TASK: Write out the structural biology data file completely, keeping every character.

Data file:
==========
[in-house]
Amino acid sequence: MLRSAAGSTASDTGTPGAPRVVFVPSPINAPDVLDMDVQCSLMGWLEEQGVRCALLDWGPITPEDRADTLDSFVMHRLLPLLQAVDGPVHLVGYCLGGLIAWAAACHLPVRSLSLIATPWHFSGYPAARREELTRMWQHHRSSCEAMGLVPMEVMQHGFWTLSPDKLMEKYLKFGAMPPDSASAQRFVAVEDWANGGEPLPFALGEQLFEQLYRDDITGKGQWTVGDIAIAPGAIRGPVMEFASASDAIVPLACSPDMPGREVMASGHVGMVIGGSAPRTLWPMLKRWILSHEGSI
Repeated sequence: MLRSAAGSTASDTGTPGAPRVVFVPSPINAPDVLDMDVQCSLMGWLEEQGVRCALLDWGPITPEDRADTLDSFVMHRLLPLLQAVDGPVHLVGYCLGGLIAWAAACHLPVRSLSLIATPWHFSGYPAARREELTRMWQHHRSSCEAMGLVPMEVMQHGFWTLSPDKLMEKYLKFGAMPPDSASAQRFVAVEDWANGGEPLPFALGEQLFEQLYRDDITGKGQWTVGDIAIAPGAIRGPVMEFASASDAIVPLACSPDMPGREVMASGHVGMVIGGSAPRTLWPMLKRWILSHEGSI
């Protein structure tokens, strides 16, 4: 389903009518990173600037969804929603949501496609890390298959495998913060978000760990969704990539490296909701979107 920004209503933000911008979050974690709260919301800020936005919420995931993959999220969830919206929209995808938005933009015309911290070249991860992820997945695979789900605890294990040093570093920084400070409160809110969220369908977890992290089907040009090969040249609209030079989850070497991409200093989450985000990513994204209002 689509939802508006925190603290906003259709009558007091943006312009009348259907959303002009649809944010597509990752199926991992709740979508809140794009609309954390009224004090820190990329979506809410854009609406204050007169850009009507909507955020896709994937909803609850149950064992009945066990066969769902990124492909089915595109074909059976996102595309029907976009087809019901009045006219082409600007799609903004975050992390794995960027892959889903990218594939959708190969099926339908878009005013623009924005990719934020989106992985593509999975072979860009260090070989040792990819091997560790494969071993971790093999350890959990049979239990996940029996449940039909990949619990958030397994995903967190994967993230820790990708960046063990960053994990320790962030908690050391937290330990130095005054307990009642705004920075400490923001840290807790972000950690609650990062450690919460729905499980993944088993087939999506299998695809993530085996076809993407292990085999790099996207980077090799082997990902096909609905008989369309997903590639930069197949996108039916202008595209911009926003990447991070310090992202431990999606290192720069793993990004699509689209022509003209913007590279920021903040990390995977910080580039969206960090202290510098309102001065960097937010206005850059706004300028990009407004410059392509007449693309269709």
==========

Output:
[in-house]
Amino acid sequence: MLRSAAGSTASDTGTPGAPRVVFVPSPINAPDVLDMDVQCSLMGWLEEQGVRCALLDWGPITPEDRADTLDSFVMHRLLPLLQAVDGPVHLVGYCLGGLIAWAAACHLPVRSLSLIATPWHFSGYPAARREELTRMWQHHRSSCEAMGLVPMEVMQHGFWTLSPDKLMEKYLKFGAMPPDSASAQRFVAVEDWANGGEPLPFALGEQLFEQLYRDDITGKGQWTVGDIAIAPGAIRGPVMEFASASDAIVPLACSPDMPGREVMASGHVGMVIGGSAPRTLWPMLKRWILSHEGSI
Repeated sequence: MLRSAAGSTASDTGTPGAPRVVFVPSPINAPDVLDMDVQCSLMGWLEEQGVRCALLDWGPITPEDRADTLDSFVMHRLLPLLQAVDGPVHLVGYCLGGLIAWAAACHLPVRSLSLIATPWHFSGYPAARREELTRMWQHHRSSCEAMGLVPMEVMQHGFWTLSPDKLMEKYLKFGAMPPDSASAQRFVAVEDWANGGEPLPFALGEQLFEQLYRDDITGKGQWTVGDIAIAPGAIRGPVMEFASASDAIVPLACSPDMPGREVMASGHVGMVIGGSAPRTLWPMLKRWILSHEGSI
């Protein structure tokens, strides 16, 4: 389903009518990173600037969804929603949501496609890390298959495998913060978000760990969704990539490296909701979107 920004209503933000911008979050974690709260919301800020936005919420995931993959999220969830919206929209995808938005933009015309911290070249991860992820997945695979789900605890294990040093570093920084400070409160809110969220369908977890992290089907040009090969040249609209030079989850070497991409200093989450985000990513994204209002 689509939802508006925190603290906003259709009558007091943006312009009348259907959303002009649809944010597509990752199926991992709740979508809140794009609309954390009224004090820190990329979506809410854009609406204050007169850009009507909507955020896709994937909803609850149950064992009945066990066969769902990124492909089915595109074909059976996102595309029907976009087809019901009045006219082409600007799609903004975050992390794995960027892959889903990218594939959708190969099926339908878009005013623009924005990719934020989106992985593509999975072979860009260090070989040792990819091997560790494969071993971790093999350890959990049979239990996940029996449940039909990949619990958030397994995903967190994967993230820790990708960046063990960053994990320790962030908690050391937290330990130095005054307990009642705004920075400490923001840290807790972000950690609650990062450690919460729905499980993944088993087939999506299998695809993530085996076809993407292990085999790099996207980077090799082997990902096909609905008989369309997903590639930069197949996108039916202008595209911009926003990447991070310090992202431990999606290192720069793993990004699509689209022509003209913007590279920021903040990390995977910080580039969206960090202290510098309102001065960097937010206005850059706004300028990009407004410059392509007449693309269709």